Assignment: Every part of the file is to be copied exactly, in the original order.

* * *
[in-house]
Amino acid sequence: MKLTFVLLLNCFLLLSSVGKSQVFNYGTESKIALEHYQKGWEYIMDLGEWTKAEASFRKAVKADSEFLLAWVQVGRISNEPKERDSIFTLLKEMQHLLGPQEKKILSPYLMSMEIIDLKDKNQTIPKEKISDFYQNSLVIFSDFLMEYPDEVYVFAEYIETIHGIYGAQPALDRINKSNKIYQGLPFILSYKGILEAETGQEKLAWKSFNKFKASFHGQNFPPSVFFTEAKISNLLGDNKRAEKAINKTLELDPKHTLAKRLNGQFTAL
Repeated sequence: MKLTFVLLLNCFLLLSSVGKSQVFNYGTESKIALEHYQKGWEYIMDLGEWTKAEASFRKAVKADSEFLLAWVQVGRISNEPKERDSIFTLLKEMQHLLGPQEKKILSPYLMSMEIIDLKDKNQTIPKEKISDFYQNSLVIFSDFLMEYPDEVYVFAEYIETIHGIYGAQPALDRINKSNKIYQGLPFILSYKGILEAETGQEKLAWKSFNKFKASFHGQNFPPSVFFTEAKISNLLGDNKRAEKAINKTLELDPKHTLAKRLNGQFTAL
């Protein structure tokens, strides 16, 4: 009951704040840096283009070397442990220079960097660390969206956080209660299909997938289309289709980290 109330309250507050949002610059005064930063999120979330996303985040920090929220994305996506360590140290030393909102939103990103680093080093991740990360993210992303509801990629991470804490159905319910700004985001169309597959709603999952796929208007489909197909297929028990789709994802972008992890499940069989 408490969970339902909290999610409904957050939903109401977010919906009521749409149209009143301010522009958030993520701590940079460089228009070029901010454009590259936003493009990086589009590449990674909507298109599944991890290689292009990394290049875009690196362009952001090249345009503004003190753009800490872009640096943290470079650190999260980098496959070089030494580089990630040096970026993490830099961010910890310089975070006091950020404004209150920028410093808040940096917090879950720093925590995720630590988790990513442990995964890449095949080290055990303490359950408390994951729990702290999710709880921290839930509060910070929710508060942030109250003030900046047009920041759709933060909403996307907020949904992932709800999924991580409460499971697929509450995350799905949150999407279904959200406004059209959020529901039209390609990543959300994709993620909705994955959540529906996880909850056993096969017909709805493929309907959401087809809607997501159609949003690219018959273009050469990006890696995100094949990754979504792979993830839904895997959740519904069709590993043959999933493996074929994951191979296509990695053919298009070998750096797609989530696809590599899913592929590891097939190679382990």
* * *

[in-house]
Amino acid sequence: MKLTFVLLLNCFLLLSSVGKSQVFNYGTESKIALEHYQKGWEYIMDLGEWTKAEASFRKAVKADSEFLLAWVQVGRISNEPKERDSIFTLLKEMQHLLGPQEKKILSPYLMSMEIIDLKDKNQTIPKEKISDFYQNSLVIFSDFLMEYPDEVYVFAEYIETIHGIYGAQPALDRINKSNKIYQGLPFILSYKGILEAETGQEKLAWKSFNKFKASFHGQNFPPSVFFTEAKISNLLGDNKRAEKAINKTLELDPKHTLAKRLNGQFTAL
Repeated sequence: MKLTFVLLLNCFLLLSSVGKSQVFNYGTESKIALEHYQKGWEYIMDLGEWTKAEASFRKAVKADSEFLLAWVQVGRISNEPKERDSIFTLLKEMQHLLGPQEKKILSPYLMSMEIIDLKDKNQTIPKEKISDFYQNSLVIFSDFLMEYPDEVYVFAEYIETIHGIYGAQPALDRINKSNKIYQGLPFILSYKGILEAETGQEKLAWKSFNKFKASFHGQNFPPSVFFTEAKISNLLGDNKRAEKAINKTLELDPKHTLAKRLNGQFTAL
């Protein structure tokens, strides 16, 4: 009951704040840096283009070397442990220079960097660390969206956080209660299909997938289309289709980290 109330309250507050949002610059005064930063999120979330996303985040920090929220994305996506360590140290030393909102939103990103680093080093991740990360993210992303509801990629991470804490159905319910700004985001169309597959709603999952796929208007489909197909297929028990789709994802972008992890499940069989 408490969970339902909290999610409904957050939903109401977010919906009521749409149209009143301010522009958030993520701590940079460089228009070029901010454009590259936003493009990086589009590449990674909507298109599944991890290689292009990394290049875009690196362009952001090249345009503004003190753009800490872009640096943290470079650190999260980098496959070089030494580089990630040096970026993490830099961010910890310089975070006091950020404004209150920028410093808040940096917090879950720093925590995720630590988790990513442990995964890449095949080290055990303490359950408390994951729990702290999710709880921290839930509060910070929710508060942030109250003030900046047009920041759709933060909403996307907020949904992932709800999924991580409460499971697929509450995350799905949150999407279904959200406004059209959020529901039209390609990543959300994709993620909705994955959540529906996880909850056993096969017909709805493929309907959401087809809607997501159609949003690219018959273009050469990006890696995100094949990754979504792979993830839904895997959740519904069709590993043959999933493996074929994951191979296509990695053919298009070998750096797609989530696809590599899913592929590891097939190679382990």